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Cognitive-Behavioral Therapy (CBT)
For the Treatment of OCD and
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CBT (Cognitive Behavioral Therapy) for OCD and Anxiety

OCD Center Los Angeles
For many years, the treatment of OCD was thought to be exceptionally difficult. Traditional psychoanalysis consistently had little impact on the disorder, and other psychotherapies were equally unsuccessful. However, over the past fifteen years, developments in Cognitive-Behavioral Therapy (CBT) have resulted in an OCD treatment protocol that is especially beneficial for individuals with this condition. In fact, numerous clinical studies conducted over the past fifteenCBT (Cognitive Behavioral Therapy) research and OCD years have conclusively found that CBT, either with or without medication, is dramatically superior to all other forms of treatment for OCD.

Compared to traditional psychotherapy, in which sessions are spent merely discussing the client's problems, CBT treatment for OCD is far more proactive. Working together, both the client and the therapist take active roles in assessing the problem, and in devising concrete, active steps towards alleviating the symptoms. Using the Yale-Brown Obsessive Compulsive Scale (YBOCS) and numerous other assessment tools, the therapist helps the client create a detailed list of his or her symptoms. This symptom list is then used as the primary tool in a form of CBT treatment called Exposure and Response Prevention (ERP), or "exposure therapy". Using the symptom list, the client experiments during treatment sessions with exposure to his or her fears, starting with the least anxiety-provoking items from the symptom list. Regular "homework" assignments are given so that the client can continue to challenge symptoms between therapy sessions. These homework assignments are specifically designed for each individual client, and are an essential part of treatment for OCD and related anxiety conditions, including Body Dysmorphic Disorder (BDD), Hypochondria (health anxiety), Panic Disorder, Social Anxiety, and Phobias. These homework assignments are particularly valuable in helping clients challenge certain symptoms that occur at home, at work, or at school, and that cannot easily be duplicated in the therapy office.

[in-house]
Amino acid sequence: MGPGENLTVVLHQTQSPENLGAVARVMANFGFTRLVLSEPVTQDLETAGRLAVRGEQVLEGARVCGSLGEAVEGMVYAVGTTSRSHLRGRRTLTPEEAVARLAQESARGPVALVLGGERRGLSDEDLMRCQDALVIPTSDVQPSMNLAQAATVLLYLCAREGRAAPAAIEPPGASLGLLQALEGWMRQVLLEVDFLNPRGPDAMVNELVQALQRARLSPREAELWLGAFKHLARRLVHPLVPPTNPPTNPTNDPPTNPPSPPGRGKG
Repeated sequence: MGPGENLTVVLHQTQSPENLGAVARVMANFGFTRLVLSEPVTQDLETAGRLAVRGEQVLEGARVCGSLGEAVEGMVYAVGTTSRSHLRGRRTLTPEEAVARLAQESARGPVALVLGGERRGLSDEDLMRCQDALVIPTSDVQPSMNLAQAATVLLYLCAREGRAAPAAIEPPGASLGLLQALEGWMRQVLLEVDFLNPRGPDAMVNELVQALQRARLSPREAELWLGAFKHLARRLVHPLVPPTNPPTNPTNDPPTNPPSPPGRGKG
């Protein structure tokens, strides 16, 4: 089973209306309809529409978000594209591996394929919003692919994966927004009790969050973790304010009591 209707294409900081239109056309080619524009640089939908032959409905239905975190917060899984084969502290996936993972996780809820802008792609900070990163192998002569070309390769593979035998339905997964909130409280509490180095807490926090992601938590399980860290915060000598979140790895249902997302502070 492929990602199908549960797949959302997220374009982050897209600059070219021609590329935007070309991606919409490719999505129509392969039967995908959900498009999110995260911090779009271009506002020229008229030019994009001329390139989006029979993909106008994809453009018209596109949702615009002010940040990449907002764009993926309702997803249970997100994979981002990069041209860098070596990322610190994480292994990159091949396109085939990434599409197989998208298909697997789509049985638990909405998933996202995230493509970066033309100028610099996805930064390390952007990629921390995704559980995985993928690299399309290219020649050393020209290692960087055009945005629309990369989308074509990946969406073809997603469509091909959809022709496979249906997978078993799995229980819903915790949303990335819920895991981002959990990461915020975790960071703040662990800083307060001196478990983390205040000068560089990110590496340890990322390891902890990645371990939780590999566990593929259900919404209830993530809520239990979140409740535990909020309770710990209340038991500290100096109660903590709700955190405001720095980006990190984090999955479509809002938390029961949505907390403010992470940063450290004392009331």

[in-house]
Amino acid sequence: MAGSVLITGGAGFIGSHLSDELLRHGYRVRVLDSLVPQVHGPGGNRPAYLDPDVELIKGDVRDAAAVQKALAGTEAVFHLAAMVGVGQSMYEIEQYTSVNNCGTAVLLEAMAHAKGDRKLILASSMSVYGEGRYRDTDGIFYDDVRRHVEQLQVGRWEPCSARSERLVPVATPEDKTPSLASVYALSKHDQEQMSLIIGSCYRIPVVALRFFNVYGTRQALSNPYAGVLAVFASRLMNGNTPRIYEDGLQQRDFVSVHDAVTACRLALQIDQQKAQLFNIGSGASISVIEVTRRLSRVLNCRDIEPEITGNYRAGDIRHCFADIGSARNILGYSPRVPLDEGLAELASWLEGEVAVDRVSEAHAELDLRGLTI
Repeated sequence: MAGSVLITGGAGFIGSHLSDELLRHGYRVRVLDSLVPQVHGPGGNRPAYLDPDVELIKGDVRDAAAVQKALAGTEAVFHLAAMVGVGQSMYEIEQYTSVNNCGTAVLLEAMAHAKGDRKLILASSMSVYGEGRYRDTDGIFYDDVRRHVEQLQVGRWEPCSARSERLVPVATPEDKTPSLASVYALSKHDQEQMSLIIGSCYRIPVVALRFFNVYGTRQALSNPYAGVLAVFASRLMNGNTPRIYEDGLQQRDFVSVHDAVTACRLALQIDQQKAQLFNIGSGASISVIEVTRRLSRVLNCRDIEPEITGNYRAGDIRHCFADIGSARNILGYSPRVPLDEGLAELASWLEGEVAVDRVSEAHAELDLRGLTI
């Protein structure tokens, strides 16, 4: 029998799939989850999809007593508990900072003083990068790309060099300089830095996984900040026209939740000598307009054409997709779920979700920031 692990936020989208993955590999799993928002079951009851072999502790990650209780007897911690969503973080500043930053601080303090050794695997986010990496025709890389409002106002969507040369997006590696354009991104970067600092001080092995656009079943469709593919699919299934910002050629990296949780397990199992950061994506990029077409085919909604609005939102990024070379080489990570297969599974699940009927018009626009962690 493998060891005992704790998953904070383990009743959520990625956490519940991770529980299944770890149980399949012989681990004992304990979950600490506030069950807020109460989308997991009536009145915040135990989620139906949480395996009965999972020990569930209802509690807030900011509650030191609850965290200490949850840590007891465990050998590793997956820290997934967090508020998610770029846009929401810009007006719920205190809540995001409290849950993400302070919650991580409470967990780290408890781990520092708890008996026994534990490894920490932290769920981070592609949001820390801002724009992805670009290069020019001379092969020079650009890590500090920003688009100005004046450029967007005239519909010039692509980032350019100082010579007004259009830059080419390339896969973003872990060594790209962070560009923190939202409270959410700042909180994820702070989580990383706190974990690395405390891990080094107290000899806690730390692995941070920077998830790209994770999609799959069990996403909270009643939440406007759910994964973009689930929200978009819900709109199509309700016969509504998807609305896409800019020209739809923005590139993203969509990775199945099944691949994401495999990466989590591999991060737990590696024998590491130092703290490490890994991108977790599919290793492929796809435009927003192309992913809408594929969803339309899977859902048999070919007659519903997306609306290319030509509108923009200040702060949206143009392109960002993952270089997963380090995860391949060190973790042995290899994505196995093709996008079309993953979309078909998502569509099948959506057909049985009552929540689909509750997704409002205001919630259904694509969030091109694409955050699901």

Additionally, a variant of ERP, sometimes called "imaginal exposure," is frequently used in the treatment of OCD, OC Spectrum Disorders, and related anxiety disorders. Imaginal exposure involves using short stories based on the client's obsessions. These stories are audiotaped and then used as ERP tools, allowing the client to experience exposure to their fearful thoughts. This form of exposure therapy is particularly beneficial for obsessions that cannot be experienced through traditional ERP (e.g., killing one's spouse or molesting a child). When combined with standard ERP, and other cognitive-behavioral techniques, this type of imaginal exposure treatment can help to greatly reduce the frequency and magnitude of these intrusive obsessions, as well as the individual's sensitivity to unwanted thoughts and mental images.

One of the most effective CBT developments for the treatment of Obsessive-Compulsive Disorder (OCD) and related conditions is Mindfulness-Based Cognitive-Behavioral Therapy. The primary goal of Mindfulness-Based CBT is to learn to non-judgmentally accept uncomfortable psychological experiences. From a mindfulness perspective, much of our psychological distress is the result of trying to control and eliminate the discomfort of unwanted thoughts, feelings, sensations, and urges. In other words, our discomfort is not the problem - our attempt to control and eliminate our discomfort is the problem. For an individual with OCD or a related anxiety-based condition, the ultimate goal of mindfulness is to develop the ability to more willingly experience their uncomfortable thoughts, feelings, sensations, and urges, without responding with compulsions, avoidance behaviors, reassurance seeking, and/or mental rituals.  To learn more about Mindfulness Based CBT, click here.

Following a structured CBT protocol, the client gradually challenges all of his or her symptoms, and learns new, more productive methods of coping with anxiety. Over time, the individual becomes de-sensitized to previously anxiety-provoking situations and thoughts, and the obsessions and compulsions are eliminated, or significantly reduced in frequency and magnitude. Using this treatment approach, most clients make dramatic improvement by meeting with their therapist on a weekly basis over a period of just 4-6 months, followed by two or three "booster sessions". Some clients may also benefit by having a small number of family or couples therapy sessions to address the impact OCD is having on their relationships. And a minority of clients may require a more intensive approach that includes 2-3 sessions per week or even home visits.


CBT Combined with Medication for the Treatment of OCD and ANXIETY Conditions

Some individuals with OCD, OC Spectrum Disorders, or related anxiety disorders, may also benefit from combining CBT treatment with one or more medications that are sometimes prescribed for these conditions. The goal of medication, or "pharmacotherapy," is to reduce obsessional anxiety, thereby increasing the individual's ability to utilize and benefit from CBT treatment. This is particularly helpful with clients for whom the prospect of exposure therapy is so anxiety-provoking that they are initially unwilling to try CBT. For these individuals, after the medication has begun to reduce their obsessions, it is recommended that they complete a regimen of CBT while continuing the pharmacotherapy. Medication may also be beneficial for individuals experiencing depression, which is sometimes present in those with OCD and related disorders, or with other psychiatric conditions.